Peshawar BRT at danger of closing since operators aren’t paid Rs. 500 million

Officials informed Dawn that the privately-owned LMK-Resources Pakistan, which is in charge of the intelligent transportation system, fare collecting, and station administration, as well as BRT operator Daewoo Pakistan had raised the problem with the province government for prompt resolution.

They claimed that the state government owed both businesses more than Rs 500 million.

The government-owned TransPeshawar, which owned the BRT, had the necessary cash on hand, according to the authorities, but “political interference” in its business dealings was to reason for the payment delay.

According to officials, TransPeshawar has money to pay its debts and more is on the way.

Shahid Khan Khattak, the interim transport minister, admitted ignorance of the situation.

He advised this reporter to speak with the additional chief secretary, whose purview the fund problem falls within.

According to the records made accessible to Dawn, Daewoo spoke with TransPeshawar about the debt on April 27 and May 17.

On May 23, the firm officially asked interim Chief Minister Mohammad Azam Khan to get the corporation to pay its debts.

“This petition is being initiated to draw your kind attention towards an alarming issue, which if not urgently resolved, may adversely affect the interest of people of Peshawar,” it stated. “More than 300,000 people will be deprived of transportation service, affecting their livelihood and domestic activities.”

The firm claimed that the provincial government was required to issue payments against monthly bills within 10 days of each month in accordance with the terms and conditions of the relevant agreements with TransPeshawar.

The statement said, “However, in violation of agreements and despite numerous demands and reminders, our invoices have not been cleared and at this time there is an approximate Rs450 million balance due on invoices from February, March, and April 2023.”

Daewoo said that despite expressing grave concerns to the appropriate authorities on April 27 and May 17, no reaction has been received as of yet.

The TransPeshawar’s chief secretary and CEO were also on our agenda for talks. The problem, however, has not been resolved,” it said.

The business noted that while TransPeshawar had the necessary money on hand, the payment to them was being unreasonably delayed.

According to the statement, “The project requires significant injection of funds for payment of procurement of diesel, lubricants, and parts in addition to payment in lieu of electricity and salary expenses which can only be met if timely payment as per contract are disbursed.”

The firm also said that the non-payment of Rs. 450 million was placing a heavy financial strain on them, and if this persisted, they feared that they wouldn’t be able to run the service for want of money, which may negatively impact the project.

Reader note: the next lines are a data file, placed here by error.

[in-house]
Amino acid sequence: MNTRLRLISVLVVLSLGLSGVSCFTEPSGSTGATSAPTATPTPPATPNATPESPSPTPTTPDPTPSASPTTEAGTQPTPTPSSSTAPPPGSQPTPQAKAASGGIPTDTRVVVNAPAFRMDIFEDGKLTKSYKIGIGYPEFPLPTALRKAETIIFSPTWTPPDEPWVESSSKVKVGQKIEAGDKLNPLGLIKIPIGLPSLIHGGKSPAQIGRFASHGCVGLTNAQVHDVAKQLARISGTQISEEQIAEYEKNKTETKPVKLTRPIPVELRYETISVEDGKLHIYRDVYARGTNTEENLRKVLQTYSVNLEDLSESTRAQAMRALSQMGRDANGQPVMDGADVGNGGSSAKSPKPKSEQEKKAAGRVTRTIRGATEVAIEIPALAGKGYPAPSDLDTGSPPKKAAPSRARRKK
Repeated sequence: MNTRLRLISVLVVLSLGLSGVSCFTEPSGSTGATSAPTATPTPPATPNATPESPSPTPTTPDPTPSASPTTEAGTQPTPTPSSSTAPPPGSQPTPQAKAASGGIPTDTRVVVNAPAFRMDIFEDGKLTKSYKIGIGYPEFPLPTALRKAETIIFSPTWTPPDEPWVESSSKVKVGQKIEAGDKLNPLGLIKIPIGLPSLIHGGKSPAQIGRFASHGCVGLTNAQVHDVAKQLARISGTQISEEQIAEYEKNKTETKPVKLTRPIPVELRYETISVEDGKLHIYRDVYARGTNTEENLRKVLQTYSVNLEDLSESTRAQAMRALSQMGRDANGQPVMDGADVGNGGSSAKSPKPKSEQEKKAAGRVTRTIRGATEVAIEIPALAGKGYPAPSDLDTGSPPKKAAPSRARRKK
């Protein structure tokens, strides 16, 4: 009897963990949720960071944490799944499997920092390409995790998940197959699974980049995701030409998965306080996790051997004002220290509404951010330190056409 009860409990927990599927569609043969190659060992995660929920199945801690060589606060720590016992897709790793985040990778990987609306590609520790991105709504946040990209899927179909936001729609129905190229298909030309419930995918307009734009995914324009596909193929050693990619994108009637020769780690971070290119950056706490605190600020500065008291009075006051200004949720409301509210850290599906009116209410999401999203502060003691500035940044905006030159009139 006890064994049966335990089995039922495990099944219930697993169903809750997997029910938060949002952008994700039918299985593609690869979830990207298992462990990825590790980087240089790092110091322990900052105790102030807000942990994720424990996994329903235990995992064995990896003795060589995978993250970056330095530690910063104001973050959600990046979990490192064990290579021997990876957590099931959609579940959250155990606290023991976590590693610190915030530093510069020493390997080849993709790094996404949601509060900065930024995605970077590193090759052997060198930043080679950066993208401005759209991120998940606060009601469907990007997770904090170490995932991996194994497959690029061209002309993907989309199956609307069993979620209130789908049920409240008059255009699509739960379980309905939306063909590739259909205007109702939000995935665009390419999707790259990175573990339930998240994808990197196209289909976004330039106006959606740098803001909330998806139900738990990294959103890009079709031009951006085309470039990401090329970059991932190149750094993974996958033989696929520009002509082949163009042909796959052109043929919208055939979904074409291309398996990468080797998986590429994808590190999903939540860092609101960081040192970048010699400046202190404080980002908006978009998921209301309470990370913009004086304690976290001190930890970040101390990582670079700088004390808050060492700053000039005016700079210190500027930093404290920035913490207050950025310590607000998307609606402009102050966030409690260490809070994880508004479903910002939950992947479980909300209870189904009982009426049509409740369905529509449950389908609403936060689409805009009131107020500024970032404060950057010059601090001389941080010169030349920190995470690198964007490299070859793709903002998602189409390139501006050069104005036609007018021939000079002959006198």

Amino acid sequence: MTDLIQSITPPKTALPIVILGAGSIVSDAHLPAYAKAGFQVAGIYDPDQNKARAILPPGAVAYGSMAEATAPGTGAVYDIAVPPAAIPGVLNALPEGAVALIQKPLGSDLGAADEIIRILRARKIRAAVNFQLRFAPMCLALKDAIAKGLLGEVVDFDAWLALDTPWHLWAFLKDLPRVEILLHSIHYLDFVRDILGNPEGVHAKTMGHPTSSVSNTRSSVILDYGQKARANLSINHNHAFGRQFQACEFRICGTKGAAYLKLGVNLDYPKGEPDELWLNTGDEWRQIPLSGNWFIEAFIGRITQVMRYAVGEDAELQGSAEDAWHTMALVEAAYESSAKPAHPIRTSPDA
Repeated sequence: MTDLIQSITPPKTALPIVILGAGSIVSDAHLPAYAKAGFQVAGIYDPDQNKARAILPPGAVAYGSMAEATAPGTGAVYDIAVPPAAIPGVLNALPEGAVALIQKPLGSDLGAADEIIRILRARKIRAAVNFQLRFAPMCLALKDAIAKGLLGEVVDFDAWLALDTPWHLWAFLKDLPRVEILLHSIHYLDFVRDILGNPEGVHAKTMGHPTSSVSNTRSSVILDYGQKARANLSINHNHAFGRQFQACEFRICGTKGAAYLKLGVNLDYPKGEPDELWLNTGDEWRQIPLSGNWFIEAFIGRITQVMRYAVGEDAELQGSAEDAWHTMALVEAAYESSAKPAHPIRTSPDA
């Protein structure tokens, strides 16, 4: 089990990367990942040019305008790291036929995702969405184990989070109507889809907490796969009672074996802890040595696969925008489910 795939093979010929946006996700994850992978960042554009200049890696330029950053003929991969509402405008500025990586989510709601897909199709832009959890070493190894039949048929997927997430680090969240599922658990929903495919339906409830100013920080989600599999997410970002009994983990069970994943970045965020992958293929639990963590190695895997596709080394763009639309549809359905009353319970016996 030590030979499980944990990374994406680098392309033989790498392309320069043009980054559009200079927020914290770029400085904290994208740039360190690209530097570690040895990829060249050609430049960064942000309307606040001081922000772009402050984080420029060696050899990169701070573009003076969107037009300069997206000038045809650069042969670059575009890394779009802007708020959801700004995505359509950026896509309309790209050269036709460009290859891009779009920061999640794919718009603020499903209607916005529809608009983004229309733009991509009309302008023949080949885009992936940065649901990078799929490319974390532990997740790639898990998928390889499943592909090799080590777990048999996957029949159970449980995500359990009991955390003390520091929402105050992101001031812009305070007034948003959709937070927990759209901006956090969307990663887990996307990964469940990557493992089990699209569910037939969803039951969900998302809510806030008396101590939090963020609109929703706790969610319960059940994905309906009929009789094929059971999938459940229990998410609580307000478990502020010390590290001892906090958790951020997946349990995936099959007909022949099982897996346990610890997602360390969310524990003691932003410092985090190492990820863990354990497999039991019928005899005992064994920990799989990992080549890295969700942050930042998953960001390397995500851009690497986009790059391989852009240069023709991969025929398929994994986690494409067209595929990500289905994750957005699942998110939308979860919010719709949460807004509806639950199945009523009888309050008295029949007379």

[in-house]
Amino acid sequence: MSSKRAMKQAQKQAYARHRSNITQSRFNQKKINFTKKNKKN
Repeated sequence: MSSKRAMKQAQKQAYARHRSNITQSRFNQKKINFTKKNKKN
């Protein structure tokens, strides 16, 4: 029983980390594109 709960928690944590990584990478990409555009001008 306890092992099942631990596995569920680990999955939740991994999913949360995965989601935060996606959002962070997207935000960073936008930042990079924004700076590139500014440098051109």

“With the above in mind, I kindly ask for your compassion in resolving the matter of past due payments in order to guarantee the projects’ efficient running. Please ask the officer in question to quickly make any outstanding payments, it stated.

The BRT operator sent a further letter on May 17 to the CEO of TransPeshawar warning that if outstanding payments were not made, the bus service will be suspended starting on May 23.

In a letter to the CEO of TransPeshawar, LMK-Resources Pakistan stated that over 1,800 staff members had been deployed to the BRT system. These staff members included those in charge of running the ITS, automated fare collection and bus scheduling system, station management, data center, control center, and other auxiliary centers, as well as subcontractor staff in charge of ticket sales, customer service, security, and cleaning services.

The bulk of its subcontractor employees, it said, were paid the minimum wage.

According to the contract, the firm was supposed to make its monthly payment by the 15th of each month for the month before, but it had been experiencing unheard-of delays.

“We have expressed our worries to the TransPeshawar and asked that it address them. Up until this point, we have been able to control the financial strain on our end and guarantee prompt payment to our subcontractors, avoiding any service interruptions. But maintaining things is becoming harder and harder,” it claimed.

However, according to reports, the TransPeshawar had hundreds of millions of rupees available, and it was also in the process of requesting more money.

They claimed that the purpose of the payment delays was to either renegotiate or issue a new BRT contract.

According to the sources, the CEO of TransPeshawar wrote to the provincial authorities to tell them of the “pressures exerted on him.”

The CEO received several phone calls and texts, but didn’t reply to any of them.

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